The expected impacts of d-LIVER will therefore be to:

  • Use technology to move management of end-stage liver disease (ESLD) patients out of the clinic and into the home or near-home setting;
  • Improve quality and length of life by dynamic management of complications (daily not monthly);
  • Improve quality of life for patients and carers through avoiding burdensome clinic visits;
  • Reduce costs of hospitalisation and improve disease management and treatment at the point of need, through more precise assessment of health status and quicker transfer of knowledge to clinical practice;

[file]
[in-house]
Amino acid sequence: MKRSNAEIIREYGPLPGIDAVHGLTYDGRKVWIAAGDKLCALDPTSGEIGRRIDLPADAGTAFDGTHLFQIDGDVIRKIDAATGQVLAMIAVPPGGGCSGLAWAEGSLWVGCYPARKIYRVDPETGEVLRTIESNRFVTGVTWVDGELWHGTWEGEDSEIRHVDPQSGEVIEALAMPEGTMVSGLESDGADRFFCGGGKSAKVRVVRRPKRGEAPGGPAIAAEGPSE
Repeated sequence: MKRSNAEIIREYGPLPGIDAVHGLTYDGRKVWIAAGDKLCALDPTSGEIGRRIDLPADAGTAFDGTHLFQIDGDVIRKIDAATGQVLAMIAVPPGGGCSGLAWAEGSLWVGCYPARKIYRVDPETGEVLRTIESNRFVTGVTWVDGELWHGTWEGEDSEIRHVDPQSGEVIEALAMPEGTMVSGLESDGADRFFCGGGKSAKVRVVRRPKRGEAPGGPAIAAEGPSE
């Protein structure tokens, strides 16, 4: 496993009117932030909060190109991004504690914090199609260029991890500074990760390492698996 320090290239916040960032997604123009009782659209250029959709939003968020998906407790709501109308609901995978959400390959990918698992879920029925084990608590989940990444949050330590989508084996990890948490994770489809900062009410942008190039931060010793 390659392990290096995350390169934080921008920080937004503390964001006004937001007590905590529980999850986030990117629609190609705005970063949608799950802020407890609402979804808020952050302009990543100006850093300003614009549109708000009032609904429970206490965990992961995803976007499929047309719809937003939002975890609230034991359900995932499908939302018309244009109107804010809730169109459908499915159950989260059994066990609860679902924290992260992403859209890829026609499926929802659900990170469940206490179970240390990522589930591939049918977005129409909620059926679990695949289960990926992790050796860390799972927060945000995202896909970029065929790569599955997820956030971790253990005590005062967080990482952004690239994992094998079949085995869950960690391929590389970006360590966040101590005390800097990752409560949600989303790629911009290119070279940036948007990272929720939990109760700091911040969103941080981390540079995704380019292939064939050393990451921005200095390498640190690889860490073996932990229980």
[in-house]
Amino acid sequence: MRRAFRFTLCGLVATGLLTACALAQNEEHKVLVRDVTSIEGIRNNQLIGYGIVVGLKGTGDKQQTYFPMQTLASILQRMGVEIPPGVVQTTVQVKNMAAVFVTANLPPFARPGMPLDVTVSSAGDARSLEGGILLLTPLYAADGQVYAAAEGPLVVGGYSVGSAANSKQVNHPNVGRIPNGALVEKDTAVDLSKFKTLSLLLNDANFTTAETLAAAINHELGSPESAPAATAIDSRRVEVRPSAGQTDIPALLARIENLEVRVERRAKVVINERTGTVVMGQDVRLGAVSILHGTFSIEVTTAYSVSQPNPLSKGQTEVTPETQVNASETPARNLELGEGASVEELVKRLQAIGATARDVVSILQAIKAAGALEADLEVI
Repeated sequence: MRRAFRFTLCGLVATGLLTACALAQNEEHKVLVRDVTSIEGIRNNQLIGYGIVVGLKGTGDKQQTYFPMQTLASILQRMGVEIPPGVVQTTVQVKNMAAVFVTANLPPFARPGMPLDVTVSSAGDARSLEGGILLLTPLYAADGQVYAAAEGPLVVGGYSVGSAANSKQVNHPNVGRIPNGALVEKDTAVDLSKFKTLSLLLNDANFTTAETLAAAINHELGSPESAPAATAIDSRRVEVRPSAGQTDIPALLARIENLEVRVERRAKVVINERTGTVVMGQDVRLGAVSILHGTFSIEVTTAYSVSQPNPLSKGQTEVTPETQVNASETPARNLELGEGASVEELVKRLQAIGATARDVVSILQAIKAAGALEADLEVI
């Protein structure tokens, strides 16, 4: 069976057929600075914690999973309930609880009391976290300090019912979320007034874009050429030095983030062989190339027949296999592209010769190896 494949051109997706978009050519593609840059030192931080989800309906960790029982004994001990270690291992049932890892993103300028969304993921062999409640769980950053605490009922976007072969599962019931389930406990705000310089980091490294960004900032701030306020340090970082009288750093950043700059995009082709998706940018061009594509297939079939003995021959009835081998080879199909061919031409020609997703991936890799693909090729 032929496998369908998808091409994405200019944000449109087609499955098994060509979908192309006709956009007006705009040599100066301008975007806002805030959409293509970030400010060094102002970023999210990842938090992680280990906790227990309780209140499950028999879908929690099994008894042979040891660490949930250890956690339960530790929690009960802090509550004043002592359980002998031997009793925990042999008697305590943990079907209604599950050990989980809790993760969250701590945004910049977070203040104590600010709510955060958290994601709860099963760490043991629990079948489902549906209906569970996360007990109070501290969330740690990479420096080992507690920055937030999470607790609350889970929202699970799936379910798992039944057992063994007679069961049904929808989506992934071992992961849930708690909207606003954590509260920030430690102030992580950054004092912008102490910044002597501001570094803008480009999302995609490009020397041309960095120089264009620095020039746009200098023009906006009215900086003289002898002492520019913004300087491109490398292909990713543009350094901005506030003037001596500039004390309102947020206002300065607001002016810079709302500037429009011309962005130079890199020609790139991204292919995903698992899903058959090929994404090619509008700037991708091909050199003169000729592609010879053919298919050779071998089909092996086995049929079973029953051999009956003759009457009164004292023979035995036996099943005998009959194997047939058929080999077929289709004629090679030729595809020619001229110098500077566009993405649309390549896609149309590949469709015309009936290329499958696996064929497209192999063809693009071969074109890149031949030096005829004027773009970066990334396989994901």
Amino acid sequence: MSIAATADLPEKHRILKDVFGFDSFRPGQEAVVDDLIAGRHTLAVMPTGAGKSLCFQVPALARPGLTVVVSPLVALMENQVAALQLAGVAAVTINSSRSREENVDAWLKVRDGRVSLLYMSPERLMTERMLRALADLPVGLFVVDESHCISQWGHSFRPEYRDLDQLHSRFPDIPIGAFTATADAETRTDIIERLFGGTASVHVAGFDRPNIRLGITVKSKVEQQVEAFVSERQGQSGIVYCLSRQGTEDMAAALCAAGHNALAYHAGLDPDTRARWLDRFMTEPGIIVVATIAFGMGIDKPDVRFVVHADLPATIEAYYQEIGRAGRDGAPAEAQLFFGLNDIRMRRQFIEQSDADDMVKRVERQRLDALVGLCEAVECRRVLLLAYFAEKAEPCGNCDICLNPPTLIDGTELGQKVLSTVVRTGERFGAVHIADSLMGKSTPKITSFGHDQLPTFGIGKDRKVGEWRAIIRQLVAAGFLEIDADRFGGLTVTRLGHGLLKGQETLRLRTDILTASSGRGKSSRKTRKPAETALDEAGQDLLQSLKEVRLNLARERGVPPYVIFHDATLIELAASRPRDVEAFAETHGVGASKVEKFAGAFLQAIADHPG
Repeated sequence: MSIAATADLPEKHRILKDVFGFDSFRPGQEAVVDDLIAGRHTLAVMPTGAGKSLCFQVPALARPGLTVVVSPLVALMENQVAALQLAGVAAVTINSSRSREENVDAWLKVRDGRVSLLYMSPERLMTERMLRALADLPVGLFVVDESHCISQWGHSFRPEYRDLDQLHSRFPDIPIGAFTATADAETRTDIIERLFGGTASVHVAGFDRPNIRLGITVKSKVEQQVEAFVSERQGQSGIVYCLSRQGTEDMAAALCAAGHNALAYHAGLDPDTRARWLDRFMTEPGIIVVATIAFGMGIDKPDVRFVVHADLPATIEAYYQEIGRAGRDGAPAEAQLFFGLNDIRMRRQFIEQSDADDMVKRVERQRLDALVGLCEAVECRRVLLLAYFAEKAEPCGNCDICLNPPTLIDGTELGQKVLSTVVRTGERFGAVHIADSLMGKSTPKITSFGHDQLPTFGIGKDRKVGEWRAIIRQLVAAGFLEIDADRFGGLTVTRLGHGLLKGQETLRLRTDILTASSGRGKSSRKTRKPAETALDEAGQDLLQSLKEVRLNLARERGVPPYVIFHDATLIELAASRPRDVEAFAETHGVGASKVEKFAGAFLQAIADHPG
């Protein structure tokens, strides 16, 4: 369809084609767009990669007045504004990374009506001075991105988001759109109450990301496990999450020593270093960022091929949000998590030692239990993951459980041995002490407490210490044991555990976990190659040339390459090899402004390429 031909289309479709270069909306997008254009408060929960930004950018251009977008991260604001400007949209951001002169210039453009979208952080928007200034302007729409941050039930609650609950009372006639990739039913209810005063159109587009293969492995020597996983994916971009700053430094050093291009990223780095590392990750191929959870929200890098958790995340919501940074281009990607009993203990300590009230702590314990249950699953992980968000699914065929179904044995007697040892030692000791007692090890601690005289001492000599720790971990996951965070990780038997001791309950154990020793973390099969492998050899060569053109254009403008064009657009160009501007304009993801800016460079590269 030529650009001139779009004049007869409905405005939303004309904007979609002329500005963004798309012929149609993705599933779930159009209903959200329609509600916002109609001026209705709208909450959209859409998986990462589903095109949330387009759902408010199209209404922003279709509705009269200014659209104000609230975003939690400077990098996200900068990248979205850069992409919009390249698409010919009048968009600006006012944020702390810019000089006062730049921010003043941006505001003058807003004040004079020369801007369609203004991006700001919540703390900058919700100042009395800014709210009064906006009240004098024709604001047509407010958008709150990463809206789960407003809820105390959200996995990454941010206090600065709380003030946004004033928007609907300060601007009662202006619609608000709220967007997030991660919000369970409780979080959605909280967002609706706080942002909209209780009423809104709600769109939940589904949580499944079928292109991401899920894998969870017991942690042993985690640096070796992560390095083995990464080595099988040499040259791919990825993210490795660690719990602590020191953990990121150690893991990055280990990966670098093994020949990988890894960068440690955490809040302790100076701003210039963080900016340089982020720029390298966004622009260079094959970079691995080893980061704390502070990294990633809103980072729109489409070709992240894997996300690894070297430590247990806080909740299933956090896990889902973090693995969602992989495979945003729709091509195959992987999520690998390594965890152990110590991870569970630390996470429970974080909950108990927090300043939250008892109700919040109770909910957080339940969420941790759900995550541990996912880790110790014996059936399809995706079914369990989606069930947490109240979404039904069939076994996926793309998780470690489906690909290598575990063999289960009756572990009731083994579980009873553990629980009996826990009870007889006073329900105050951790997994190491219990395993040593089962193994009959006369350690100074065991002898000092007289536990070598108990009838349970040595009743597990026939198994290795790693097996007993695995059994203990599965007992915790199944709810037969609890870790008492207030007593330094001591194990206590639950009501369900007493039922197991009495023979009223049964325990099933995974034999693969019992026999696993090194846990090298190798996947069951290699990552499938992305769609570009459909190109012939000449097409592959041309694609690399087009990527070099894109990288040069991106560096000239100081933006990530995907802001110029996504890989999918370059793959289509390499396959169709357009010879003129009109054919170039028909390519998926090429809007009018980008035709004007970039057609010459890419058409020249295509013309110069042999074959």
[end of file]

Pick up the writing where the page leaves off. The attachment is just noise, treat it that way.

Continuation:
• Improve links and interaction between patients and doctors facilitating more active participation of patients in care processes;
  • Accelerate the establishment of interoperability standards and of secure, seamless communication of health data between all involved stakeholders, including patients.

Return on investment

Return on investment: €5,000,000-10,000,000

Track record of sharing